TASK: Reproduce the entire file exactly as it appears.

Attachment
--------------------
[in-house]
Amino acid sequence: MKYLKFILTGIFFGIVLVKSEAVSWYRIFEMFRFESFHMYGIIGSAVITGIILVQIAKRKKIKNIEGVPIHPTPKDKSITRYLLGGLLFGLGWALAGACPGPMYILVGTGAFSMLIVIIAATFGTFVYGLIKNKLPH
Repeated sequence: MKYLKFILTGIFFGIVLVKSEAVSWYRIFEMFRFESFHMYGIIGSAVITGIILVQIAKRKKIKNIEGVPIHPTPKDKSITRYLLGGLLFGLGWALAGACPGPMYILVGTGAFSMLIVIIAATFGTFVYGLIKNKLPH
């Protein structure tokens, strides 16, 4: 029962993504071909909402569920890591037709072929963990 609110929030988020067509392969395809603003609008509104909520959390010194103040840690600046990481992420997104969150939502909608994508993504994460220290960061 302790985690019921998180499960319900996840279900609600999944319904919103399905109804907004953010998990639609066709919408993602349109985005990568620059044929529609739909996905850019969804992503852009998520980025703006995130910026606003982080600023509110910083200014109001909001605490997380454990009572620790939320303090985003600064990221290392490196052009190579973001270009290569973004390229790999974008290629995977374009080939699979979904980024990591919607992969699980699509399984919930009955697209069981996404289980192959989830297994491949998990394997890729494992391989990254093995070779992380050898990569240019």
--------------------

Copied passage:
[in-house]
Amino acid sequence: MKYLKFILTGIFFGIVLVKSEAVSWYRIFEMFRFESFHMYGIIGSAVITGIILVQIAKRKKIKNIEGVPIHPTPKDKSITRYLLGGLLFGLGWALAGACPGPMYILVGTGAFSMLIVIIAATFGTFVYGLIKNKLPH
Repeated sequence: MKYLKFILTGIFFGIVLVKSEAVSWYRIFEMFRFESFHMYGIIGSAVITGIILVQIAKRKKIKNIEGVPIHPTPKDKSITRYLLGGLLFGLGWALAGACPGPMYILVGTGAFSMLIVIIAATFGTFVYGLIKNKLPH
């Protein structure tokens, strides 16, 4: 029962993504071909909402569920890591037709072929963990 609110929030988020067509392969395809603003609008509104909520959390010194103040840690600046990481992420997104969150939502909608994508993504994460220290960061 302790985690019921998180499960319900996840279900609600999944319904919103399905109804907004953010998990639609066709919408993602349109985005990568620059044929529609739909996905850019969804992503852009998520980025703006995130910026606003982080600023509110910083200014109001909001605490997380454990009572620790939320303090985003600064990221290392490196052009190579973001270009290569973004390229790999974008290629995977374009080939699979979904980024990591919607992969699980699509399984919930009955697209069981996404289980192959989830297994491949998990394997890729494992391989990254093995070779992380050898990569240019």